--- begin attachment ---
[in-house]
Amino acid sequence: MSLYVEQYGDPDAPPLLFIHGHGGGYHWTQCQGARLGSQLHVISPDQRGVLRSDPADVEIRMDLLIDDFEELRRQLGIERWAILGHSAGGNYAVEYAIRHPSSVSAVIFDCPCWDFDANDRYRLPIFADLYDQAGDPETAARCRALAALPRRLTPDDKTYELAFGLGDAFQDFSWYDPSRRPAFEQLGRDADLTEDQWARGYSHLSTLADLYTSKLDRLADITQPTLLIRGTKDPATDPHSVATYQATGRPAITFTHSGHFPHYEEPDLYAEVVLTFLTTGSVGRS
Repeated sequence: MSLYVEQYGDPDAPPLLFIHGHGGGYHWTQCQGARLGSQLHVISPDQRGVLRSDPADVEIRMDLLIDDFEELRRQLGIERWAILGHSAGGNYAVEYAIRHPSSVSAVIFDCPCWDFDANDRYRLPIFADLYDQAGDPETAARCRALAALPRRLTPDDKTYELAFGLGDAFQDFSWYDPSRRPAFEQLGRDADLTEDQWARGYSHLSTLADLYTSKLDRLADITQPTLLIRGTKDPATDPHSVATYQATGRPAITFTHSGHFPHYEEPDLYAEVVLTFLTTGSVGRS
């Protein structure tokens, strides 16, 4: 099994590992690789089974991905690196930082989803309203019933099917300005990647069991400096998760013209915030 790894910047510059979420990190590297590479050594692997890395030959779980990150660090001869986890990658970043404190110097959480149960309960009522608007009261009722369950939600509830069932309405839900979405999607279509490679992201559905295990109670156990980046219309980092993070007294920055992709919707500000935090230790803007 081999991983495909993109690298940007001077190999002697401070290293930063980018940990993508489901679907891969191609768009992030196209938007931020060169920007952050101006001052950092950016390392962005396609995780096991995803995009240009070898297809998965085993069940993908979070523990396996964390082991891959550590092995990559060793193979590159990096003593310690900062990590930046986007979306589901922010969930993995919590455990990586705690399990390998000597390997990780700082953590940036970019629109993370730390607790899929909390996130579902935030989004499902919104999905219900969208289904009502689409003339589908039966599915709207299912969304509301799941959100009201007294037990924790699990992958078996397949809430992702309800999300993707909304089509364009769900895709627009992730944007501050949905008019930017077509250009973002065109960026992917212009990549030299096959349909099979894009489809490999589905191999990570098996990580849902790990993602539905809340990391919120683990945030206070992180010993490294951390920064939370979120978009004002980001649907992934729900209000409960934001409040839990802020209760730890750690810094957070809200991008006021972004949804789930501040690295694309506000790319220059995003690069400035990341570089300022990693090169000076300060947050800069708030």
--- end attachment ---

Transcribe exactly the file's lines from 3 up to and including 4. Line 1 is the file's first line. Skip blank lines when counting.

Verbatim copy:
Repeated sequence: MSLYVEQYGDPDAPPLLFIHGHGGGYHWTQCQGARLGSQLHVISPDQRGVLRSDPADVEIRMDLLIDDFEELRRQLGIERWAILGHSAGGNYAVEYAIRHPSSVSAVIFDCPCWDFDANDRYRLPIFADLYDQAGDPETAARCRALAALPRRLTPDDKTYELAFGLGDAFQDFSWYDPSRRPAFEQLGRDADLTEDQWARGYSHLSTLADLYTSKLDRLADITQPTLLIRGTKDPATDPHSVATYQATGRPAITFTHSGHFPHYEEPDLYAEVVLTFLTTGSVGRS
């Protein structure tokens, strides 16, 4: 099994590992690789089974991905690196930082989803309203019933099917300005990647069991400096998760013209915030 790894910047510059979420990190590297590479050594692997890395030959779980990150660090001869986890990658970043404190110097959480149960309960009522608007009261009722369950939600509830069932309405839900979405999607279509490679992201559905295990109670156990980046219309980092993070007294920055992709919707500000935090230790803007 081999991983495909993109690298940007001077190999002697401070290293930063980018940990993508489901679907891969191609768009992030196209938007931020060169920007952050101006001052950092950016390392962005396609995780096991995803995009240009070898297809998965085993069940993908979070523990396996964390082991891959550590092995990559060793193979590159990096003593310690900062990590930046986007979306589901922010969930993995919590455990990586705690399990390998000597390997990780700082953590940036970019629109993370730390607790899929909390996130579902935030989004499902919104999905219900969208289904009502689409003339589908039966599915709207299912969304509301799941959100009201007294037990924790699990992958078996397949809430992702309800999300993707909304089509364009769900895709627009992730944007501050949905008019930017077509250009973002065109960026992917212009990549030299096959349909099979894009489809490999589905191999990570098996990580849902790990993602539905809340990391919120683990945030206070992180010993490294951390920064939370979120978009004002980001649907992934729900209000409960934001409040839990802020209760730890750690810094957070809200991008006021972004949804789930501040690295694309506000790319220059995003690069400035990341570089300022990693090169000076300060947050800069708030």